Also it’s 2024. Are we really still doing this “LOL, shirtless men gay” thing?

    Honestly, my biggest problem was that McGregor guy. No, not THAT, although that wasn’t helpful. (I had never heard of him before the trailer hit and people started talking about him and the shit he did.) But I can’t really get on board with his acting.I do agree that it is a fun character, but there was something really “Look at me, how hard I try to be crazy” about the way he had this weird grimace on his face whenever he was on screen, and how stiff he walked and moved outside of his fightscenes. It’s like that guy really believed he was a character actor who made interesting choices, yet he is only qualified as a stuntman. (I mean, John Cena sucked in his first movies too, so I try not to be too hard on first time acting musclemen.)

    So yeah. Good movie. Enjoyed it a lot.

    *The only problem that I had was that they really did a shit job on hiding cuts. Every fight had at least two or three takes that were artificially extended, but you could always see where they spliced it together. That was a bit distracting, although I love the overall visual style, that felt like the whole movie was shot on camera drones.

  22. Vern, given you and Nathan Rabin have been the only two critics write positively on this from what I’ve read and the division on it in the comments I’m ready to watch this one asap where before I was like meh I’ll just watch Roadhouse classic.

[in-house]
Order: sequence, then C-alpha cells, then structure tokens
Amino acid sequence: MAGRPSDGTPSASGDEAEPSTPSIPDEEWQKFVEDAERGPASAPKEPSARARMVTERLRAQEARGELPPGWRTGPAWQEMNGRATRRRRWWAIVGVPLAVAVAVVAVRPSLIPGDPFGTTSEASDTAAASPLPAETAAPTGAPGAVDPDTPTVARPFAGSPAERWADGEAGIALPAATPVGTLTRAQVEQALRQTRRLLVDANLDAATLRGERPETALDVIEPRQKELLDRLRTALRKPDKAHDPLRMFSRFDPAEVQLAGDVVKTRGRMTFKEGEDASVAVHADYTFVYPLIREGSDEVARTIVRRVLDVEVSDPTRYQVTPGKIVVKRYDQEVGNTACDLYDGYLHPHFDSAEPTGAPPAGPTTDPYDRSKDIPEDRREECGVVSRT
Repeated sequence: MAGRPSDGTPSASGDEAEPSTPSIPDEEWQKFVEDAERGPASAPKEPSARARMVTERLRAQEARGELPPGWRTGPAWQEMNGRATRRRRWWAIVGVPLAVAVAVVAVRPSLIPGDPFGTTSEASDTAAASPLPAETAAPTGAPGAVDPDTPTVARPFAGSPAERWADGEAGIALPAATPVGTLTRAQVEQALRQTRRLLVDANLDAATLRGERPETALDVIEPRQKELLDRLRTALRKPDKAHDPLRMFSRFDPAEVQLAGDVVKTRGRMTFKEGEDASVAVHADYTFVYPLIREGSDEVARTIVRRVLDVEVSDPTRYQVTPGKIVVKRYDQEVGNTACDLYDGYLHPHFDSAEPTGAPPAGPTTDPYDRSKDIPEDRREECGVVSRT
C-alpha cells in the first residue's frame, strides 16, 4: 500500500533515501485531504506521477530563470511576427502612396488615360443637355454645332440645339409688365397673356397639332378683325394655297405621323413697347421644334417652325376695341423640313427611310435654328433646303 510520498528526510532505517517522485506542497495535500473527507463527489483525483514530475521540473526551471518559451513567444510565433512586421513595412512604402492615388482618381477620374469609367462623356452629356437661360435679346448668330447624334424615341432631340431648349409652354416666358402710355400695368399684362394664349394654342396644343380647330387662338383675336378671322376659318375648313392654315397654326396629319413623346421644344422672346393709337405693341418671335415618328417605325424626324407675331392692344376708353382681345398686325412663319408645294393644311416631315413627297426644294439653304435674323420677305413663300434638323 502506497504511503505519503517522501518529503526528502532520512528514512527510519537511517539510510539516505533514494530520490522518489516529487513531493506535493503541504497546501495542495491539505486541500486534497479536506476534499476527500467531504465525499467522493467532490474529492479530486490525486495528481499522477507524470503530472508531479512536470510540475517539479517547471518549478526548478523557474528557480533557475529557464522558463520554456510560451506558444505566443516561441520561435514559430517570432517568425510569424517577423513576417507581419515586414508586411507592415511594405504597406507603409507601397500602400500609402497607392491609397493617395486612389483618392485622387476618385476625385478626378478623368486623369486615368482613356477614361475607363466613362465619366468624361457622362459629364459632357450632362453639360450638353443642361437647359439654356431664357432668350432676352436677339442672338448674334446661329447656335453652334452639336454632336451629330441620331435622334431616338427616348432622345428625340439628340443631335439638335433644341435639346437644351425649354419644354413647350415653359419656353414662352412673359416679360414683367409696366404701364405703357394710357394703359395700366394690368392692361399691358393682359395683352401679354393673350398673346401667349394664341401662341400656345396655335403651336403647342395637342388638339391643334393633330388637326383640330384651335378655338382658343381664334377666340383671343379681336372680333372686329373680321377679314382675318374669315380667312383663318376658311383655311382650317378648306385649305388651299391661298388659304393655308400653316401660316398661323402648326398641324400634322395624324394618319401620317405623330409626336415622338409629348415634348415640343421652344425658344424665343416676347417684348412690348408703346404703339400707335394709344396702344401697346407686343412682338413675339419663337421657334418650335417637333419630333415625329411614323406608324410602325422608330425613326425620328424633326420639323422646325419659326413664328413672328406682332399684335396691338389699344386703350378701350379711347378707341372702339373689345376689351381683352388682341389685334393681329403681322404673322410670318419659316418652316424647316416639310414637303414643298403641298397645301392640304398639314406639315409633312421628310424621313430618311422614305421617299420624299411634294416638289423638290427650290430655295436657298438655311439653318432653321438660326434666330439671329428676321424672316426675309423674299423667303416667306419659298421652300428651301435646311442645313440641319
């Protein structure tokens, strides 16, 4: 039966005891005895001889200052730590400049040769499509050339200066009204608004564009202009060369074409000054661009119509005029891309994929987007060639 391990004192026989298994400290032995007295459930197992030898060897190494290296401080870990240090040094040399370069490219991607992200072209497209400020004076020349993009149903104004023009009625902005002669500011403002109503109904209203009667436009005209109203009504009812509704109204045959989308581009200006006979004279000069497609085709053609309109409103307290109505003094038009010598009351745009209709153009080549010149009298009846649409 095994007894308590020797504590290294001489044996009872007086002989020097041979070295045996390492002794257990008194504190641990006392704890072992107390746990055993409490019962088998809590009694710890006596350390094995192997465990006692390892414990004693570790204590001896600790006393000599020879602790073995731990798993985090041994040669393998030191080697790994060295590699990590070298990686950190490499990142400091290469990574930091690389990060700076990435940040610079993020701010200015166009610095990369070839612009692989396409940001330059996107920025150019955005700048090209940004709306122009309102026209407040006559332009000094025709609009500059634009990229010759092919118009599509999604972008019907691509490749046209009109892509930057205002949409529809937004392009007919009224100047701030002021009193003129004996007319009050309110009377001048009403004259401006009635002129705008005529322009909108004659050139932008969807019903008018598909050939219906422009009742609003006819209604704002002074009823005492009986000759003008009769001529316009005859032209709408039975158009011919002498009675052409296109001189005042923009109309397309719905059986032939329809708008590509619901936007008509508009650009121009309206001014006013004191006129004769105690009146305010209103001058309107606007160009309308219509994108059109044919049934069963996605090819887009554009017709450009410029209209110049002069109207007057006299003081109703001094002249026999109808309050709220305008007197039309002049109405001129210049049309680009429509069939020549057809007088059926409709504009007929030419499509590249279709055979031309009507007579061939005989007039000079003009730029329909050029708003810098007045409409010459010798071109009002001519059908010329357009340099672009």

23. Majestyk, I will let you know that my girlfriend was watching this today, and while I wasn’t really watching it with her (I work from home) I overheard the hero getting several funny moments based on his casual indifference to the villains’ doomed attempts to physically threaten him.

    It reminded me of similar humor in HE NEVER DIED. And I know I’m the guy who said that about PIG but I think this movie (from what I distantly caught of it) might be a closer comparison.

    If the lead actor is someone you can’t stand, if one of the costars has a distracting real-life history (which I wasn’t aware of before reading this review, not being a wrestling person myself) and if the movie’s current status as a new release makes it seem like something to argue about more than enjoy, then those are all valid reasons to steer away from it, at least in the short term.

    But if any of that stuff dies down at some point, I think there’s a decent chance you might derive some casual enjoyment from it. I’m considering giving it a proper watch myself at some point, as the bits I overheard caught my interest.